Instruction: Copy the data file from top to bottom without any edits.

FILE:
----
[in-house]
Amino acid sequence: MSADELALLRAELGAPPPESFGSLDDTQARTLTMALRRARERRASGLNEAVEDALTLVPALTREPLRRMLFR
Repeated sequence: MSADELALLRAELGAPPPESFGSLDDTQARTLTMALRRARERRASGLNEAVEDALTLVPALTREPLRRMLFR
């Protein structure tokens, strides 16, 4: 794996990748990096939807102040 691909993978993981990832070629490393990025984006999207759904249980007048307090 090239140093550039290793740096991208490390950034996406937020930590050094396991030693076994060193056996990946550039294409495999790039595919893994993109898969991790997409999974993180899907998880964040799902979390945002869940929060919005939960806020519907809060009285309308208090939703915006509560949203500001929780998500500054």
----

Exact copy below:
[in-house]
Amino acid sequence: MSADELALLRAELGAPPPESFGSLDDTQARTLTMALRRARERRASGLNEAVEDALTLVPALTREPLRRMLFR
Repeated sequence: MSADELALLRAELGAPPPESFGSLDDTQARTLTMALRRARERRASGLNEAVEDALTLVPALTREPLRRMLFR
């Protein structure tokens, strides 16, 4: 794996990748990096939807102040 691909993978993981990832070629490393990025984006999207759904249980007048307090 090239140093550039290793740096991208490390950034996406937020930590050094396991030693076994060193056996990946550039294409495999790039595919893994993109898969991790997409999974993180899907998880964040799902979390945002869940929060919005939960806020519907809060009285309308208090939703915006509560949203500001929780998500500054």